John PERKINS, alias Thomas CARSON. W2640 West Tenn., #26837 $50.00/year Issued 12 June 1834. Frances PERKINS, widow Tenn. # 2899, $50.00/year issued 16 Nov. 1853. Bounty Land warrant 86132-160-55.
30 Aug. 1832 Franklin County, John PERKINS, aged 67, states he was born 11 May 1865 in Halifax County, Va., and entered the service as a resident of that county in April 1781. He served first under Capt. James TURNER as a private in the militia, participating in the siege of the fort at 96 in South Carolina. In 1782 he removed to Caswell County, N.C. and was drafted for 18 months under Capt. Elijah MOORE. While encamped at Bacon's bridge in South Carolina, Capt. MOORE became ill and Capt. RHODES took command. He was among a detachment commanded by a French officer which was ordered to James Island to attack Fort Johnson. The fort was evacuated and next morning a skirmish was fought with the enemy, who were cutting wood on the island for their aray in the city. After his discharge he returned to Caswell County where he resided with his brother-in-law, whose house burned, and with it his discharge papers. He knows of no one by whom he can prove his service. He removed from North Carolina to Pendleton District, S.C., where he lived until 1810, when he settled here. He is known is this county to Rev. Henry HUNT, Robert BLACKBURN, John MORROW, John HICKERSON, Esq., and many others. Re. Henry HUNT and John MORROW vouch for PERKINS reputation and Character.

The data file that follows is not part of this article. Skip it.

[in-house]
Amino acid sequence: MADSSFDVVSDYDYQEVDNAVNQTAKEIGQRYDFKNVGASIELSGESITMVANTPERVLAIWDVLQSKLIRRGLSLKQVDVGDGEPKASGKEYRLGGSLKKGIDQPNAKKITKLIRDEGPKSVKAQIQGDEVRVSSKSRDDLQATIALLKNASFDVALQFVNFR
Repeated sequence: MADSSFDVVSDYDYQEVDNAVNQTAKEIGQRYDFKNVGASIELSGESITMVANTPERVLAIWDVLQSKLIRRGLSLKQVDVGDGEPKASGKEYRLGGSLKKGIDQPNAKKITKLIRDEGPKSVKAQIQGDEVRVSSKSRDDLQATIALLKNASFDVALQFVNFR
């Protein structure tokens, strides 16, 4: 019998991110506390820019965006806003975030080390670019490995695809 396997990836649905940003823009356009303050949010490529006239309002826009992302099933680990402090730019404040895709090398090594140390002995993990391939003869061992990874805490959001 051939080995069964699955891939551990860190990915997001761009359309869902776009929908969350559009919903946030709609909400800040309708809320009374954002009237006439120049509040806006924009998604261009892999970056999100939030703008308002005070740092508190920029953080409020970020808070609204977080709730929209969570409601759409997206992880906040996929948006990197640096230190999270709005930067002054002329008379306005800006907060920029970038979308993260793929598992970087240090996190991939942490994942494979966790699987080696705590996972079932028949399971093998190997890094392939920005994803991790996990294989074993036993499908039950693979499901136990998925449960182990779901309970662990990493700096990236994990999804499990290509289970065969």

2 Sept. 1833 Franklin County, John PERKINS states he has a record of his age made by his father in a family Bible which is at his house 14 miles distant.
2 May 1834 North Carolina Secretary of State declares that militia rolls Thomas CARSON entered the service in 1782 for 18 months under Capt. BREVARD. The persons named as his messmates include: Edward KING, George TIPPIT, John GRINAGE and William DOBBINS. NOTE: Reference is made to a statement sent to the pension office naming PERKINS' messmates from his memory, but such document does not appear in file.